Mum made this yummy braised dish over the weekend. Simple and delicious!
Light soya sauce
Dark soya sauce
5 Spice powder
Star Aniseed – 2 pieces
20 pieces of mini tau-pok (can buy from wet market, look for the stalls that sell bean sprouts / tau pok)
300 gms of minced pork shoulder (“kap sang”)
1 large carrot (usually water chestnut is used but today we use carrots)
Prepare the stuffing
1. Place the minced pork and diced carrots into a mixing bowl/platter
2. Marinade with 1 tablespoon of light soya sauce and sprinkle of white pepper
Pack the stuffing
1. Lazy way … just use your fingers to split the tau pok
2. Pack in as much mixture as you can without making it look like Santa’s overflowing gift bag
Prep the braising sauce
1. Add enough dark soy sauce to cover the tau pok when it is simmering. In our case the pot is big enough to fit all the 20 pieces of tau pok so the height of the sauce is upto the line of the tip of my last finger (remember when you place a solid in the liquid, the liquid level rises).
2. Add 1/2 teaspoon 5 spice powder
3. Add 2 whole aniseeds (or 1+ is also ok if that’s what you have)
4. Add 1/2 to 1 teaspoon of sugar
5. Bring to a boil, then simmer
Bring it on
1. When the sauce starts to simmer, place the stuffed tau pok in one by one.
2. Bring it to a boil, then lower heat to medium for simmering
2. Cover the pot with a lid (with a vent for steam to escape. If your lid doesnt have one, prop one side up of the lid with a chopstick or long ladle placed across the pot).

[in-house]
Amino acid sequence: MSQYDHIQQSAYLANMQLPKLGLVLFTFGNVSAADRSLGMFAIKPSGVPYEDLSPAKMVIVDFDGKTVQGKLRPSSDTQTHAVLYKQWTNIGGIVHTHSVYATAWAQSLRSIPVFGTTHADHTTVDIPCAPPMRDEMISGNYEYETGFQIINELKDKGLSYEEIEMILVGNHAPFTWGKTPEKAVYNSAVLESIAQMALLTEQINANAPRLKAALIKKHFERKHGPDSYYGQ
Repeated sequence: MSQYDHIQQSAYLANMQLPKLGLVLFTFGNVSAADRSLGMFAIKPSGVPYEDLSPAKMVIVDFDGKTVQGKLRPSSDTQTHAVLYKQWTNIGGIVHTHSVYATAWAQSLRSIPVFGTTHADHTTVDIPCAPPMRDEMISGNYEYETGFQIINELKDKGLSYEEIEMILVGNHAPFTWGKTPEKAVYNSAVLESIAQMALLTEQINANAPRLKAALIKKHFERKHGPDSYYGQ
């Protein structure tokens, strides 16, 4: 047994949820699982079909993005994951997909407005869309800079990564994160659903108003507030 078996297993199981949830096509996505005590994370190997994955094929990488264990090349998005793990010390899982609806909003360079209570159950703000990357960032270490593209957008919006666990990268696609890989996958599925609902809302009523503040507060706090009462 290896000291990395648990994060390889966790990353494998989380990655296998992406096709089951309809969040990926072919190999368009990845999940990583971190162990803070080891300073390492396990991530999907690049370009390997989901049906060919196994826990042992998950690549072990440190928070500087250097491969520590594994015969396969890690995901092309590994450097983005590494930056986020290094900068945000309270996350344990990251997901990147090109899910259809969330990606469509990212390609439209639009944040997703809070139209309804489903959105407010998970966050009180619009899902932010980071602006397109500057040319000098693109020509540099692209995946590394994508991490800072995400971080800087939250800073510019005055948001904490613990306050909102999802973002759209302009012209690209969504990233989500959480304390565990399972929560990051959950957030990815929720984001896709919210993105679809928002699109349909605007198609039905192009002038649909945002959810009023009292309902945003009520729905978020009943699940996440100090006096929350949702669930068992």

3. Wait about 5-7 minutes. The meat cooks pretty fast. Check and see if meat is ready. Once done, turn off the heat. It’s ready to serve or kept aside for another day.
I was quite pleased with this impromptu dish that turned out super yummy. Hope you like it too!
Cove99 came highly recommended by friends for quality Chinese cuisine so we give it a try over the weekend. Conveniently located in Tanjong Pagar (walking distance from MRT Station), nestled within the rows of shop houses.
Inside, it looks nice and new, and pretty much clean (always a good sign). I liked the oriental furnishings, particularly the chinosire colors desgined. At the corner, in place of a enclosed private room, wooden dividers provide privacy and space for larger groups of diners.
Disgruntled Chef at Ann Siang is very lovely place in one of my favorite parts of town. I love this area for its unique feel straddling between the towering modern CBD buildings and the traditional post-war shophouses and Chinatown.
Stepping into Disgruntled Chef feels very posh, like a private club. At the same time, it is very cosy and inviting. There is a also a beautiful private dining space in their lower floor that can sit 12 people comfortably.
After the very elegant lunch set experience at Yuzu in October, I came back with a friend to try out their kaiseki-style omakase.
Chef Takahashi Tadashi (previously from Hashi Japanese Restaurant)
There are 3 main options offered for dinner – two omakase sets ($120/6 courses; $170/7 courses) and a sushi omakase ($150). During the Summer and Autumn seasons in Japan, there is an special sushi omakase ($250).
Posted in Japanese, Japanese food, Omakase, Sashimi, Seafood, Singapore, Sushi, Uncategorized
Tagged Autumn, Holland Village, japanese food, Omakase
I have adapted this soup from brooklynhomemaker.
I love the twist using roasted cauliflower. In addition to giving the soup a thick texture without having to use milk or cream (think healthy!) roasting adds another layer of flavor to the soup. It is also vegan-friendly (stock can be replaced by vegan stock base) which means you can make it for a larger base of friends.
In this recipe the following ingredients were used:
I was only recently brought to this place by friends and wondered why they did not tell me about it earlier… I think they wanted to keep the secret to themselves!
I love how they still keep the typical old school Chinese restaurant furnishings. Even the the entrance frames and screens were brought over from their previous location at Amoy.